22. I don't know, CD - I don't see any implication that the "masses" are manipulated into ignorance and poverty by the corporations in Jay's repeated statements. But I could be wrong. I find the very word "masses" disturbing; it recalls my grandmother's attitude - that of a pampered and privileged woman who believed herself and her class (the late nineteenth century German haute bourgeoisie - now long extinct) to be superior to the common run of mankind.
     
  23. I don't see any implication that the "masses" are manipulated into ignorance and poverty by the corporations in Jay's repeated statements.
    I don't see that, either. But the idea that people's ignorance is exploited to drive their needs and fears is clear.
    I find the very word "masses" disturbing; it recalls my grandmother's attitude - that of a pampered and privileged woman who believed herself and her class (the late nineteenth century German haute bourgeoisie - now long extinct) to be superior to the common run of mankind.
    Nor am I fond of the term. Too much massing together implicit in it, when massing is most of the problem. Nonetheless it is convenient shorthand for the great group, especially convenient for a strict pragmatist discussing manipulation of the "market".
    On a personal note, was that the German haute bourgeoisie in England? or the one in Germany? What happened to them?
     
  24. CD and Xinbad

    Don't you think that the constant flow of advertising regarding the race for most megapixels is manipulating the masses into ignorance ( because most mps does not necessarily equate to best)?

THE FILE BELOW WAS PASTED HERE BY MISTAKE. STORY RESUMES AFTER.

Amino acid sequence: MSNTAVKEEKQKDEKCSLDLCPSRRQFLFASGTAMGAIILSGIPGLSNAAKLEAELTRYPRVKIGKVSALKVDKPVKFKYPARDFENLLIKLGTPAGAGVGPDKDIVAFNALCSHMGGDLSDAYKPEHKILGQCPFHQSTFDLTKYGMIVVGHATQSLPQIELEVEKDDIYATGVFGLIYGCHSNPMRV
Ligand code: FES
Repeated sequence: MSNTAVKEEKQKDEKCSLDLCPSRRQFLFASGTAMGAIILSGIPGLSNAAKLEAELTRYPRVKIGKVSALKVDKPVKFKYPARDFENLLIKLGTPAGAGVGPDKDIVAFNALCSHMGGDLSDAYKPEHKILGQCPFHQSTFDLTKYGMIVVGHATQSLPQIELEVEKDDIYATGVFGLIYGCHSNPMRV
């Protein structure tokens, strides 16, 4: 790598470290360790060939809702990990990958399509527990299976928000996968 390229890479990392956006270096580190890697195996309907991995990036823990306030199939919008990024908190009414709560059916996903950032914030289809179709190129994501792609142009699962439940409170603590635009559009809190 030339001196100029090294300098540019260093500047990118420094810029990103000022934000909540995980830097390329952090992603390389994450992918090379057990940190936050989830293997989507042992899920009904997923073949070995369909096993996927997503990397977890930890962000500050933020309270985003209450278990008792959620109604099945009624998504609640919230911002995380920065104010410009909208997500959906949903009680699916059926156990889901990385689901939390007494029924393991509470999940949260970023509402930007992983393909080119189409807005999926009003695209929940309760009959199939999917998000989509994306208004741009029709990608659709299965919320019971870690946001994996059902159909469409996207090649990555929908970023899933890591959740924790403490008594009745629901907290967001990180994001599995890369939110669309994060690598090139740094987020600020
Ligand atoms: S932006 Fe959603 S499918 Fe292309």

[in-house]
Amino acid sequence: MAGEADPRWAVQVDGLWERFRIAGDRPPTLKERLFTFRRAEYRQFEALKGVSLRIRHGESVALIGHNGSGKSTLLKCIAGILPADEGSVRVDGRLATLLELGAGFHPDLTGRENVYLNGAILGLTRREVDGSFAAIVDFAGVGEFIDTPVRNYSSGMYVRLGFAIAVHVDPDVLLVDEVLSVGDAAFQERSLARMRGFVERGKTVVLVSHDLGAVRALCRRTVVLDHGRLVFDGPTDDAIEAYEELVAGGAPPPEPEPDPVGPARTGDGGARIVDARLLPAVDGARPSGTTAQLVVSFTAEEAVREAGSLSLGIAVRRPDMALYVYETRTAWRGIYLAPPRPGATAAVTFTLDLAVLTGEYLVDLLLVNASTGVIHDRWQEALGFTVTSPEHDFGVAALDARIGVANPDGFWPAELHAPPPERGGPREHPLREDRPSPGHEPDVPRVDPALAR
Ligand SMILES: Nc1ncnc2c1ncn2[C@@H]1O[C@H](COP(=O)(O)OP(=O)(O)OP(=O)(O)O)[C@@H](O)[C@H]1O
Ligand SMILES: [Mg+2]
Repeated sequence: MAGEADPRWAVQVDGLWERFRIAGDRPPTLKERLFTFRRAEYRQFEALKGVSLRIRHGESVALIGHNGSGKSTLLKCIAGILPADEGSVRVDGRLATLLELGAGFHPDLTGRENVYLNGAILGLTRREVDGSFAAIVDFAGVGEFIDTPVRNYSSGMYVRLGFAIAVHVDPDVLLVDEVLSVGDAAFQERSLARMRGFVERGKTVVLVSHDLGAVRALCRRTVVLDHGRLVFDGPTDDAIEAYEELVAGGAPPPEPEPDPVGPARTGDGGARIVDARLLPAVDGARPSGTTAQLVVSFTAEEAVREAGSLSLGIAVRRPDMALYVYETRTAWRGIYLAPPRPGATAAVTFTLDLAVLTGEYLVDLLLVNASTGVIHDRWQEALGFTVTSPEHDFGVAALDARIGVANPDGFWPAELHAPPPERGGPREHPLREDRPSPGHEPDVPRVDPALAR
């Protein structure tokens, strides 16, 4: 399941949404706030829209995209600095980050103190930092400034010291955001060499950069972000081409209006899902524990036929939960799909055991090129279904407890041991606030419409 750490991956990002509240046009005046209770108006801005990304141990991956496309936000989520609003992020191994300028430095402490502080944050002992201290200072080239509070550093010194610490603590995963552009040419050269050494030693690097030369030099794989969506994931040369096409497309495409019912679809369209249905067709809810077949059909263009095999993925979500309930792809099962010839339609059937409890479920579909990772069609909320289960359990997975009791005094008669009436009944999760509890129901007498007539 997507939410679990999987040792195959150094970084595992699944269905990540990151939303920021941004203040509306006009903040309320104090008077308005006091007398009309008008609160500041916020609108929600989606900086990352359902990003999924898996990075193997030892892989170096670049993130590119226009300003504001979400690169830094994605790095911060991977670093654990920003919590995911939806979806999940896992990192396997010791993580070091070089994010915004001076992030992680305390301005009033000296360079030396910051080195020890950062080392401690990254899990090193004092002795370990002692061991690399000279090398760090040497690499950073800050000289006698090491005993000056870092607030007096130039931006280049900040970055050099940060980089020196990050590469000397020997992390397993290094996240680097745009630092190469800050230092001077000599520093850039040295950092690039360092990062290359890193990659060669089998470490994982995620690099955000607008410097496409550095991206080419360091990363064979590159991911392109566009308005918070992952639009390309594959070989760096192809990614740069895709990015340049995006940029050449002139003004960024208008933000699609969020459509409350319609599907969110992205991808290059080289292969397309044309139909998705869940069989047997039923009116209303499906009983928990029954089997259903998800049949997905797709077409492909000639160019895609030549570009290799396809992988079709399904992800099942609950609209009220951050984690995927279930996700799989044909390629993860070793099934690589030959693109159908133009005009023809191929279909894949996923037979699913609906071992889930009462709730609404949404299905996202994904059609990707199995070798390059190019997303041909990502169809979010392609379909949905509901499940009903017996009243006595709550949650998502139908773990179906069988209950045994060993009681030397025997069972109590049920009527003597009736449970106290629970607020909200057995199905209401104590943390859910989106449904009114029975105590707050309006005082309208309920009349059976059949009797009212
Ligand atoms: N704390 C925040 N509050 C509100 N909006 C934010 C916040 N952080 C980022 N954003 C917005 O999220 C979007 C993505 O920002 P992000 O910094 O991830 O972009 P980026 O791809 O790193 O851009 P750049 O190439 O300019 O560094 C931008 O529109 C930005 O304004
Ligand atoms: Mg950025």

Regards

    Bruno
     
  25. Right, along with the idea that anything "digital" is inherently better. (Just try reminding someone who is ga-ga for digital that they themselves are analog. I have and it doesn't work.) Anyway, you make a good point, Aruno.
     
  26. You people are stupid.

    That said, if you notice she said that they use film for their personal work, the stuff that means the most to them, but they use digital for what they can get away with. Film is better quality than digital. Digital has its puposes
     
  27. Mick Canis , feb 11, 2004; 07:09 a.m. You people are stupid.
    Right. Thanks for rreminding us, but it's been pointed out to us on a daily basis.
     
  28. Nice to know Mick. I thought we were all just ignorant.
     
  29. I love the elitists, blessed with special vision taking comfort in their perceived superiority.
    No doubt some really deep-rooted internal issues still tugging on them - that's where